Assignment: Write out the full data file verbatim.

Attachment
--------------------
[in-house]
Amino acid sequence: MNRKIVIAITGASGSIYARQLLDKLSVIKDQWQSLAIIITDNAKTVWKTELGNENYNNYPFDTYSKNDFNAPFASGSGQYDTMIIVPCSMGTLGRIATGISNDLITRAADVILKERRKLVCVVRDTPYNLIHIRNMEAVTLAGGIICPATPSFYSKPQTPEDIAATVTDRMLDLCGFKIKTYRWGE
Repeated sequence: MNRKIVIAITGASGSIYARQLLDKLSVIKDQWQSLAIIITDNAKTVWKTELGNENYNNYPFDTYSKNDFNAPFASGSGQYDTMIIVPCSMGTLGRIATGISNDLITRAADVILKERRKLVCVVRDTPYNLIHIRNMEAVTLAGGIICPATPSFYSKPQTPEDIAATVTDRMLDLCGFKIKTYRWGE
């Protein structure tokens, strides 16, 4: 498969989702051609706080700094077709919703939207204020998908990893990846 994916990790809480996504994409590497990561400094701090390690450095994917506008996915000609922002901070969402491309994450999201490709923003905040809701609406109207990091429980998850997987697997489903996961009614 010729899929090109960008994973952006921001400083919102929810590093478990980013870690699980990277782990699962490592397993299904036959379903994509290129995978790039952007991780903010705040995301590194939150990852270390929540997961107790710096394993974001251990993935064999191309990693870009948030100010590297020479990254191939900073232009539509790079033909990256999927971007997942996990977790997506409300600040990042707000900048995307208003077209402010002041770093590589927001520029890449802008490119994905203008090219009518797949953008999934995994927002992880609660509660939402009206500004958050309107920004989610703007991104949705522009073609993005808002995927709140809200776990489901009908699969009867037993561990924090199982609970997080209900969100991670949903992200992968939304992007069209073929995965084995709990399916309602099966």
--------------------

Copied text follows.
[in-house]
Amino acid sequence: MNRKIVIAITGASGSIYARQLLDKLSVIKDQWQSLAIIITDNAKTVWKTELGNENYNNYPFDTYSKNDFNAPFASGSGQYDTMIIVPCSMGTLGRIATGISNDLITRAADVILKERRKLVCVVRDTPYNLIHIRNMEAVTLAGGIICPATPSFYSKPQTPEDIAATVTDRMLDLCGFKIKTYRWGE
Repeated sequence: MNRKIVIAITGASGSIYARQLLDKLSVIKDQWQSLAIIITDNAKTVWKTELGNENYNNYPFDTYSKNDFNAPFASGSGQYDTMIIVPCSMGTLGRIATGISNDLITRAADVILKERRKLVCVVRDTPYNLIHIRNMEAVTLAGGIICPATPSFYSKPQTPEDIAATVTDRMLDLCGFKIKTYRWGE
């Protein structure tokens, strides 16, 4: 498969989702051609706080700094077709919703939207204020998908990893990846 994916990790809480996504994409590497990561400094701090390690450095994917506008996915000609922002901070969402491309994450999201490709923003905040809701609406109207990091429980998850997987697997489903996961009614 010729899929090109960008994973952006921001400083919102929810590093478990980013870690699980990277782990699962490592397993299904036959379903994509290129995978790039952007991780903010705040995301590194939150990852270390929540997961107790710096394993974001251990993935064999191309990693870009948030100010590297020479990254191939900073232009539509790079033909990256999927971007997942996990977790997506409300600040990042707000900048995307208003077209402010002041770093590589927001520029890449802008490119994905203008090219009518797949953008999934995994927002992880609660509660939402009206500004958050309107920004989610703007991104949705522009073609993005808002995927709140809200776990489901009908699969009867037993561990924090199982609970997080209900969100991670949903992200992968939304992007069209073929995965084995709990399916309602099966």